9. Sal Paradise and Dean Moriarty from On the Road by Jack Kerouac- These guys, of all my rebels, are probably who I would most like to be. They are almost completely free- as long as they've got a little bit of money for gas and food, they can go anywhere they want and do anything they want. I'm not without reservations for the book (it's pretty sexist, for one thing), but the way these guys live seems to me to be the ultimate way to live, and yet it's not what society expects of you. To rebel, then, seems to be the only way to live the life that you actually want.

10. Winston Smith from 1984 by George Orwell- Well, he was at the start anyway. I know that he sort of chickens out of the whole thing (and my god, how depressing is it that he does?) but while he is rebelling, he's sort of awesome. Fight the power and all that stuff etc!

So these are my favourite rebels. How about you? Getting ten this week was a bit of a struggle, so I'm sure everyone else's lists will inform me of the amazing rebels whose identities have eluded me thus far! I have in the course of writing this just thought of two more (Bret Easton Ellis, and Frank Abagnale Jnr from Catch Me If You Can) so I can tell that today's going to be really annoying for me! But anyway, yes, tell me your rebels, or maybe just rebel and don't! Whatever. You know.

Monday, 4 July 2011

Summer Mini-Readathon

Just yesterday I signed up for the Summer mini-readathon, hosted by Sarah Says. Taking place on 10th July, it's basically an excuse for me to read as much as humanly possible, but it is also achievable and will avoid my unfortunate readathon FAIL of three months ago (which, to be fair, was a readathon hosted on my birthday...) But anyway, this is a readathon for 12 hours, which means that I can totally sleep a normal amount as well as reading an abnormal amount, and still go to work on Monday (yay..?)

So, yeah. That's what I'm going to be doing next Sunday! Pop over to Sarah's blog if you feel like doing the same, and you can sign up for challenges and all sorts of things like that! Sarah's going to be reading from 10am-10pm Eastern time, which would be 3pm-3am my time... so I'm probably not going to be doing the same hours, except that I might do the same hours (well that's a sentence and a half, but obviously I mean I might do 10am-10pm my time- you all got that, right?!) But I'll decide by what time I actually wake up on the day, I guess! Yay for reading!!

Sunday, 3 July 2011

IMM/Mailbox Monday

I did it again... Book buying, not on the scale of last week's escapades, but still pretty naughty. But fear not! I am going to do something about this whole book buying catastrophe that I've got going on, and that is this- I'm not going to buy any books for the whole month of July (!) unless I see some good value Stephen King books because of my whole Stephen King book collecting thing I've got going on. But I'll try not to buy those either. I came to this decision after realising just how many books I've got and haven't read yet when I was organising my room ready for the new bed I got yesterday, so I'll hopefully just concentrate on getting some of those read before I even think about buying any new ones (but not all of them, obviously, because I have about a zillion!)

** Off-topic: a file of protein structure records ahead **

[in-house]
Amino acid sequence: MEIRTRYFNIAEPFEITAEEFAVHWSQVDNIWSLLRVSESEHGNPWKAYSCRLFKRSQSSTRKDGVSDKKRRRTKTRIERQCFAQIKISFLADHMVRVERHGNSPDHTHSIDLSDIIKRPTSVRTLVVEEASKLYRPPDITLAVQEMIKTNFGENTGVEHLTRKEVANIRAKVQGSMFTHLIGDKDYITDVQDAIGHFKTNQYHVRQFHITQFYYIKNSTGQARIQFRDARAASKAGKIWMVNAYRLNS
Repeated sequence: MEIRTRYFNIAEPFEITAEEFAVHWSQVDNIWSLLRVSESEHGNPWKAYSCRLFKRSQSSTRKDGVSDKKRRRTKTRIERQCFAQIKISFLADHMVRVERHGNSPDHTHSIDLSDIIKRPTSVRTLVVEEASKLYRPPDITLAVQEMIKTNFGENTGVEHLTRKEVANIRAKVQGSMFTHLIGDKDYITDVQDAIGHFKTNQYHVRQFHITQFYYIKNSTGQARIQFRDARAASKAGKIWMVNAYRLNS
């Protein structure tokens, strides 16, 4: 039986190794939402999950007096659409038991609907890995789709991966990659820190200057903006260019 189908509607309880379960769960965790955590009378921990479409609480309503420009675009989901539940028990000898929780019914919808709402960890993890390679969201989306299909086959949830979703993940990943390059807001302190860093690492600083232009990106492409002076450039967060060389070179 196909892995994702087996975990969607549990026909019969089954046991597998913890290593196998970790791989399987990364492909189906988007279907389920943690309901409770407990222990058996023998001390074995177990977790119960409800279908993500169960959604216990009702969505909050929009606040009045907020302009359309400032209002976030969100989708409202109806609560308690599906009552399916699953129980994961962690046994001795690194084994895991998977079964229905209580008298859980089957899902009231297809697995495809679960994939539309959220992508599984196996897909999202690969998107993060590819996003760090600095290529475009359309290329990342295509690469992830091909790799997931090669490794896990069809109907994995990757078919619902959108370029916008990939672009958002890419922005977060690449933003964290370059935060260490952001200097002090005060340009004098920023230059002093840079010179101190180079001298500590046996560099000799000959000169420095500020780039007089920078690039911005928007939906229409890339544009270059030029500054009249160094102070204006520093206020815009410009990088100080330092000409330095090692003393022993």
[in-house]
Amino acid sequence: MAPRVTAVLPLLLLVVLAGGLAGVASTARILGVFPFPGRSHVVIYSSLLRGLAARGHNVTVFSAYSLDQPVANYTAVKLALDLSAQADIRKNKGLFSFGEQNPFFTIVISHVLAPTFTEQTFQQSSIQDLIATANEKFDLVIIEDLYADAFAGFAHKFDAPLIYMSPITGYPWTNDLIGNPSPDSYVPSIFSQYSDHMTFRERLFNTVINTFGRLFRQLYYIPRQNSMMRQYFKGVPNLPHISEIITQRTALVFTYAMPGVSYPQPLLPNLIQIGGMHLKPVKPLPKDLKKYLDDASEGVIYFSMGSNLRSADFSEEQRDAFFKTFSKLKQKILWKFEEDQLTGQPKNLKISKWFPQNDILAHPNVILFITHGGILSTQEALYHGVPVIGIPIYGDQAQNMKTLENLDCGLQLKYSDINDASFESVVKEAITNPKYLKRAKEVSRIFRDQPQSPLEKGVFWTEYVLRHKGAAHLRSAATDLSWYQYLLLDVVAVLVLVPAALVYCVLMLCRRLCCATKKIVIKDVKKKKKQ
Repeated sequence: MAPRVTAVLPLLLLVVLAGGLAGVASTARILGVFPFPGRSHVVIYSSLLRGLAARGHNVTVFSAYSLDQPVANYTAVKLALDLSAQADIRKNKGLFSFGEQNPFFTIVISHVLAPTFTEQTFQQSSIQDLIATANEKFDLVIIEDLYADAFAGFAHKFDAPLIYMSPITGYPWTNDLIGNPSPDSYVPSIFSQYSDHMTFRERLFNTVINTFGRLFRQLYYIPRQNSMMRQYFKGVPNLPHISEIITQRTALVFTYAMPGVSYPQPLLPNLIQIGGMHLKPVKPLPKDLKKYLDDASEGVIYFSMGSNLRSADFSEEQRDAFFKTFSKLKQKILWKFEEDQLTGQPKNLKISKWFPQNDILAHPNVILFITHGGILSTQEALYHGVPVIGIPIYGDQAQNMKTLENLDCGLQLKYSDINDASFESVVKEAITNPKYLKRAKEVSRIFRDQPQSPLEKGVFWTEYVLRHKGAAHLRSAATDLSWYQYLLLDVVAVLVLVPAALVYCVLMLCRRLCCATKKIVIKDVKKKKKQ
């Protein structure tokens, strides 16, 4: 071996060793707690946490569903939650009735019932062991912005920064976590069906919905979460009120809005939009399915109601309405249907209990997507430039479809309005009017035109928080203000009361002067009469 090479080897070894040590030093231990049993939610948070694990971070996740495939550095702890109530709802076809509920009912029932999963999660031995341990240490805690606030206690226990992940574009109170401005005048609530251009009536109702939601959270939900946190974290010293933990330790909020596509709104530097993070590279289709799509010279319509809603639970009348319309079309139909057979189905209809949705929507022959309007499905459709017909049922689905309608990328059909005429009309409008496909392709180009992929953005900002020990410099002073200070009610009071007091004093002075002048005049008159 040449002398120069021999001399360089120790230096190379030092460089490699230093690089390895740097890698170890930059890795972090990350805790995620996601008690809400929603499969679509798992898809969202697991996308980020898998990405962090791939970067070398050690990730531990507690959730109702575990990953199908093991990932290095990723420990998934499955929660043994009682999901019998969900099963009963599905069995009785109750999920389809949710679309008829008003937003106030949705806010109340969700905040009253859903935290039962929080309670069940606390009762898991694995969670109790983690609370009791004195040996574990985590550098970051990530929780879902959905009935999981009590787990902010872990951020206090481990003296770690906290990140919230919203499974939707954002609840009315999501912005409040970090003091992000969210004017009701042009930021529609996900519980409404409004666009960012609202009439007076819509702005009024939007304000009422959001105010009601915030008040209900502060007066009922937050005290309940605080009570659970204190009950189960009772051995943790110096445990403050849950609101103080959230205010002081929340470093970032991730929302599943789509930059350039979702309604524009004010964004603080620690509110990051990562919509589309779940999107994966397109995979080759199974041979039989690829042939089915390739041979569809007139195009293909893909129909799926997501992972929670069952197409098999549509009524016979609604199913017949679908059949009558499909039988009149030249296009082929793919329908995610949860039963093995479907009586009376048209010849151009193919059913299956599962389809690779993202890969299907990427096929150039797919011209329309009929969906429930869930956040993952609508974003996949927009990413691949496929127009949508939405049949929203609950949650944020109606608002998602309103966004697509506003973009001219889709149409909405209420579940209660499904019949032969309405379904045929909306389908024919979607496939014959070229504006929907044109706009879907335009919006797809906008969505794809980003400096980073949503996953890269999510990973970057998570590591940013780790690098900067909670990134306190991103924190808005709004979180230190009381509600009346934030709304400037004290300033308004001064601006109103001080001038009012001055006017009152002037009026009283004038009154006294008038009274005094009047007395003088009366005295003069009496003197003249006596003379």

Anyway, so this is my last IMM/Mailbox Monday before my hiatus from book buying, so I'm trying to make it good! I got 4 new books this week:

Firestarter- Stephen King- So this was the next book on my Stephen King challenge list, and I didn't own it, and my local library didn't have it, so I had to pay full price for it, which I'm not sure has ever happened before, at least in my Stephen King collection! I'm not best impressed by this, but needs must I suppose. I've started it already and it's pretty good, so there's that at least!

Christine- Stephen King- On the plus side, I did get Christine for about £1.30, which I guess makes up at least some kind of portion of what Firestarter cost me (am I ever going to let this go?! Probably not...) I have read Christine before, and I remember it being relatively creepy, so I'm looking forward to revisiting it whenever I get to it! Exciting stuff, this Stephen King business...

Alice's Adventures in Wonderland by Lewis Carrol- I've seen two film versions of Alice in Wonderland, and have been to this Alice in Wonderland themed shop in Oxford, and yet I've never actually read the book. This is an injustice that needs to be rectified, and so I bought this which I should read pretty quickly considering it's teeny tiny cuteness!

The Help by Kathryn Stockett- I read a review of this quite a while ago and thought it sounded really interesting, then promptly forgot about it afterwards. Then last weekend I entered a giveaway to try and win it, and became rabidly obsessed with reading it. I may not have won that giveaway, but I got the book anyway, so all is good with the world!

So, these are the books I got this week, how about you? As well as buying these books, I also found some time to do some blogging, and here are some things you might have missed this week:

Tuesday: Top Ten Tuesday, where I talk about my favourite followees on twitter and implore you to go and seek them out too.
Wednesday: I reviewed A Tree Grows in Brooklyn by Betty Smith.
Thursday: I reviewed The Dead Zone by Stephen King
Friday: I hopped around a bit and told everyone my favourite book couples!
Saturday: I wrote a eulogy for United States of Tara... Oh how I'm going to miss that show!

AND, potentially most excitingly, I WON A BOOK! That's right, I won Portrait of the Mother as a Young Woman by F C Delius, from Tony at Tony's Reading List!!!!! I can't even tell you how excited I am by this, or how many times I'm going to be checking for the post (i.e. about 10 times a day!) before this arrives! But yes, eeeeeeee! And thank you so very very much Tony!